The Bureau of Labor Statistics predicts a 24 percent growth in optometrist jobs between 2008 and 2018. Increases in life expectancy and the rise of a more health-conscious population will increase the demand for optometrists. An equally compelling reason for the increase in demand is the need to replace retiring optometrists. About one-fourth of practicing optometrists are close to retirement, according to the American Optometric Association. Getting into an optometry school can be very difficult; only about one of three applicants received admission in 2007. As of 2009, there were 19 optometry schools in America and each institution has its own rules and regulations for admission. There are some common pre-requisites that apply to most optometry schools.

Step 1

Acquire a minimum of one year of academic experience in the sciences. A strong background in sciences such as chemistry, biology, organic chemistry or general physics or microbiology is essential to make it into optometry school. Most candidates that apply to optometry schools major in science in their undergraduate studies or go through science programs that offer laboratory experience if they have a major in any other subject. You may also have to have at least one year of experience in English, college mathematics and social science and humanities. Talk with a pre-optometry advisor at your school or a consultant at the optometry school at which you wish to apply for details and requirements for application.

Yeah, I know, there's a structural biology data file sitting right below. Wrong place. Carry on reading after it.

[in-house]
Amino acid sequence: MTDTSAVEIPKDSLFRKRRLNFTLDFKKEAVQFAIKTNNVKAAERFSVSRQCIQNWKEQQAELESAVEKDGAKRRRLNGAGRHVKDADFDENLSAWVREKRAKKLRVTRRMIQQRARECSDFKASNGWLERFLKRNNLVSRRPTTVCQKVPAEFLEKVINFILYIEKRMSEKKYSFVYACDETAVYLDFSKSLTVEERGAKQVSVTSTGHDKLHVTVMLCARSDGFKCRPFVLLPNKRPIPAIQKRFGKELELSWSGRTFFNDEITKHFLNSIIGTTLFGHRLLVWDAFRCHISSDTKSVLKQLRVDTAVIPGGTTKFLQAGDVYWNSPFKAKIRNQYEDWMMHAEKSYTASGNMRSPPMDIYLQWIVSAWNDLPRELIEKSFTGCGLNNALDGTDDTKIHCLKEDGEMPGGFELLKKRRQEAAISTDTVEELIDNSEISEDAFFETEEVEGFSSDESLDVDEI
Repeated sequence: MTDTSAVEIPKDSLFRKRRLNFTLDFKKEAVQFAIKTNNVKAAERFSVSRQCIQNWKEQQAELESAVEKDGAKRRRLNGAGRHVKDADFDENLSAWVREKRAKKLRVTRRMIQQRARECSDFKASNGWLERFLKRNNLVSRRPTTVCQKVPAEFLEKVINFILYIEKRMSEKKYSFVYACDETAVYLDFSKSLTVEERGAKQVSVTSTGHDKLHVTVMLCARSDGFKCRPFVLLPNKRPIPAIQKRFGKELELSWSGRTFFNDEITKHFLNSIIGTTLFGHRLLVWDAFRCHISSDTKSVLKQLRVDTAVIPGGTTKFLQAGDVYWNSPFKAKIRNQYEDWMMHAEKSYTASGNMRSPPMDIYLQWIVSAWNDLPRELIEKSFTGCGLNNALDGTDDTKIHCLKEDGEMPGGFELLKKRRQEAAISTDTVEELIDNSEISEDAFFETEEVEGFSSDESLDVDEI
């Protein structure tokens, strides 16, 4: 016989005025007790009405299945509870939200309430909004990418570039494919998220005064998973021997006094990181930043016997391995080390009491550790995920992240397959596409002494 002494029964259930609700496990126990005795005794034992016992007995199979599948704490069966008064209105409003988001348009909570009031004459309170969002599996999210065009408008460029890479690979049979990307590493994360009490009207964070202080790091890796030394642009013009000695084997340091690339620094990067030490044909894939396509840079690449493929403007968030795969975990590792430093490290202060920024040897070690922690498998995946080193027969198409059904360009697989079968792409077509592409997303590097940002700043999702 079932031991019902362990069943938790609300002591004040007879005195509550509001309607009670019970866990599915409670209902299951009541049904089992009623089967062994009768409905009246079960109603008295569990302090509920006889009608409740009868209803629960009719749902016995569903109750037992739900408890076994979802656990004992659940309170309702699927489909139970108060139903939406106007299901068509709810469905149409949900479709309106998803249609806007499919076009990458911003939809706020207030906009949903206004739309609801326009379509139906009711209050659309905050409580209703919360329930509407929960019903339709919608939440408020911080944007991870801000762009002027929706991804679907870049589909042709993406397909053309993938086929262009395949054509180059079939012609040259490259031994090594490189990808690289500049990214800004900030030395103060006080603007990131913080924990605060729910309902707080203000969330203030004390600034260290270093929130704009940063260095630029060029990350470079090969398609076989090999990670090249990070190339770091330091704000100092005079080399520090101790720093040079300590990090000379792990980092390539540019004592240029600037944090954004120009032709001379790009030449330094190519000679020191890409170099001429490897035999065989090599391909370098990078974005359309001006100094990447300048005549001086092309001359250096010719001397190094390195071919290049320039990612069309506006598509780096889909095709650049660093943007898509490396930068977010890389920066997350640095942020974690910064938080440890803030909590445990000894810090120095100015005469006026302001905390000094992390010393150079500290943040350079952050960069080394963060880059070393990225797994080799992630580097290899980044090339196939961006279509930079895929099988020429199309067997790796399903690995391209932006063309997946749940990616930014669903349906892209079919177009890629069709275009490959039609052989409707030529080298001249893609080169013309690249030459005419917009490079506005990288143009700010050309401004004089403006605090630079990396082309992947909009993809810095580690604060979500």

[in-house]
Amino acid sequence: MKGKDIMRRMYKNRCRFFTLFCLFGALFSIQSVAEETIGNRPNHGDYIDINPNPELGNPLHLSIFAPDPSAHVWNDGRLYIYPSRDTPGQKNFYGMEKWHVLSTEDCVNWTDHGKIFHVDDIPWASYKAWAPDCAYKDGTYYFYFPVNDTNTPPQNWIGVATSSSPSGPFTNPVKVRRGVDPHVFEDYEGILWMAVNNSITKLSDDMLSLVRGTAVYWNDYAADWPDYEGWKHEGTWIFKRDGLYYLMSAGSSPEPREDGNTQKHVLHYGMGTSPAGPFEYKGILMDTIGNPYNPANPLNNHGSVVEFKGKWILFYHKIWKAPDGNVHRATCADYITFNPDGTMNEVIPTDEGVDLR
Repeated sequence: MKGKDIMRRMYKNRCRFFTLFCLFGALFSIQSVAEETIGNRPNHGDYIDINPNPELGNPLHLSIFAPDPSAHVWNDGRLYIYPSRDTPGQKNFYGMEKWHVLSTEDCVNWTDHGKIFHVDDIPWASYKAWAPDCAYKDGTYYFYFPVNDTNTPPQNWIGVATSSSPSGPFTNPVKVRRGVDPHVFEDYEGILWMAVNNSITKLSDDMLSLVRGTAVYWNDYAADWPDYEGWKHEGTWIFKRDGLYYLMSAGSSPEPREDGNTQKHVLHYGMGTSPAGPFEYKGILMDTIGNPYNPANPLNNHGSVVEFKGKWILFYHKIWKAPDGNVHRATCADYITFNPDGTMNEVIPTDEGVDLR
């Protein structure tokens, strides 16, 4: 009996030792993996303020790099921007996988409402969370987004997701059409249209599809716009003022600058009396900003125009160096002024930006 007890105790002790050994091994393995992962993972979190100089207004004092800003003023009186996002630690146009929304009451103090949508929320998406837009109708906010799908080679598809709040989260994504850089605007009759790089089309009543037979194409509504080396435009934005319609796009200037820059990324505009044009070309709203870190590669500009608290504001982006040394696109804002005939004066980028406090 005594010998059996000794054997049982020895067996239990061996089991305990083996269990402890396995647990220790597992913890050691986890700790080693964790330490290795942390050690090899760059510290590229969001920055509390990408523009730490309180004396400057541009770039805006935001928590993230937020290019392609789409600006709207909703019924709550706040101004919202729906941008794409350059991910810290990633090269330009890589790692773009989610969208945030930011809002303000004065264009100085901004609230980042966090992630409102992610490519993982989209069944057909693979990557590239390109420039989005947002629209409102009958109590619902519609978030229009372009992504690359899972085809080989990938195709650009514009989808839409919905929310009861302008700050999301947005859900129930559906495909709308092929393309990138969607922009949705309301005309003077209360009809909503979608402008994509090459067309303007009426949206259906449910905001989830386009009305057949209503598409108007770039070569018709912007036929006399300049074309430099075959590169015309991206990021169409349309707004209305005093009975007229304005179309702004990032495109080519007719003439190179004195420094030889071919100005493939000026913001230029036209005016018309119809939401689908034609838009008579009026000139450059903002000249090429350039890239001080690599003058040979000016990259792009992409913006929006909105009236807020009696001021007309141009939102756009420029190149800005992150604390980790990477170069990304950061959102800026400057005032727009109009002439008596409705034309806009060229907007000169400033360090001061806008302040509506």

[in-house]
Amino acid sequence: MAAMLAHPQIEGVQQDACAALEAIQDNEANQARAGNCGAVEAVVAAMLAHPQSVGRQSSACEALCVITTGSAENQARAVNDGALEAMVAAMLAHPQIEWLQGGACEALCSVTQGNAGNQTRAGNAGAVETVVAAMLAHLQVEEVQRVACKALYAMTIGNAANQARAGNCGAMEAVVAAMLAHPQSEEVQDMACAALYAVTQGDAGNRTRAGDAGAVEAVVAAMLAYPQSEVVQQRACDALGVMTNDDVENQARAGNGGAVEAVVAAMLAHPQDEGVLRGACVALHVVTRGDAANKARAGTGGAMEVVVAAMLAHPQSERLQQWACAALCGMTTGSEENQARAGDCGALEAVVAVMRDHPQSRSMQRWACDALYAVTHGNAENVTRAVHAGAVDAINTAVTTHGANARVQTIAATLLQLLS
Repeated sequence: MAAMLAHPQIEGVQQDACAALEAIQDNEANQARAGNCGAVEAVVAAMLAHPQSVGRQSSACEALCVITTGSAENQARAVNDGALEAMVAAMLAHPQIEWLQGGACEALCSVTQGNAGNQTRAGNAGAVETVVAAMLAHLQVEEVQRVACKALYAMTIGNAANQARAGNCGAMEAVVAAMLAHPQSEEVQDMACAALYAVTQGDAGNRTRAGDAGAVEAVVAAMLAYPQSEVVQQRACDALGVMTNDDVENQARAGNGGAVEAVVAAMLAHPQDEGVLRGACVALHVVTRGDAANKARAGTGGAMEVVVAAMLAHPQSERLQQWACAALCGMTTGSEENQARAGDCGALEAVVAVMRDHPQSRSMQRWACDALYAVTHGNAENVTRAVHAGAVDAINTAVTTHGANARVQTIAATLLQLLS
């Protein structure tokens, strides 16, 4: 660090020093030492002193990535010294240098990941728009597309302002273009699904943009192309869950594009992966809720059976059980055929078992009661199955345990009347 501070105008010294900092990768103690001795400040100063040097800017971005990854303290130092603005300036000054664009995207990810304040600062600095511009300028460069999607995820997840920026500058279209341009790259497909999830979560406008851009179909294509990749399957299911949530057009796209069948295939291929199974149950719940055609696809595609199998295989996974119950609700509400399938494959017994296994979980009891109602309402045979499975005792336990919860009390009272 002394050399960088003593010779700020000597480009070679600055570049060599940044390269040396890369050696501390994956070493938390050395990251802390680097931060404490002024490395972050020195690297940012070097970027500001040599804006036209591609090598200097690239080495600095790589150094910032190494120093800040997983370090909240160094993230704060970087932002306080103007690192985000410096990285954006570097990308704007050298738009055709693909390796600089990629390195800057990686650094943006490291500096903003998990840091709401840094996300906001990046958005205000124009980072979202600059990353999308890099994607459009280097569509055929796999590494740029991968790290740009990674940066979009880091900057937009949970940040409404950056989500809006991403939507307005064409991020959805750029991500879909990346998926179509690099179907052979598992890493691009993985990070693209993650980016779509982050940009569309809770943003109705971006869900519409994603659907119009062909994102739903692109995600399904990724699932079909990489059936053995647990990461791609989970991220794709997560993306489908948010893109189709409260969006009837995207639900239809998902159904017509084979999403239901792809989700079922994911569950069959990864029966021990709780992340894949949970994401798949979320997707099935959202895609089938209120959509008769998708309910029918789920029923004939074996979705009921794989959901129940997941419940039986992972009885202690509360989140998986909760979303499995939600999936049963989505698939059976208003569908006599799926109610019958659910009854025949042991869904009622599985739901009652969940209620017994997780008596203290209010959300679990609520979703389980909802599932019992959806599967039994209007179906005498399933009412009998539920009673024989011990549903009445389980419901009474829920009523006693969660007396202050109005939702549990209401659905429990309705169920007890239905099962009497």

Step 2

Take the Optometry Admission Test before submitting your application. The OAT is a formal exam for aspiring optometrists that tests their academic knowledge and scientific understanding. The exam tests applicants’ skills in four areas – natural sciences (such as biology and general and organic chemistry), physics, reading comprehension and quantitative reasoning.

Step 3

Apply to the optometry school as early as possible. Deadlines vary from school to school and can range from December 1 to April 1. Submit your OAT scores with your application. Most schools also require you to write a personal essay, submit recommendation letters and attend a personal interview.

Step 4

Perform well on your personal interview. Schools look for candidates with deductive reasoning abilities and communication skills, and the interview is the perfect opportunity to show that you have those skills.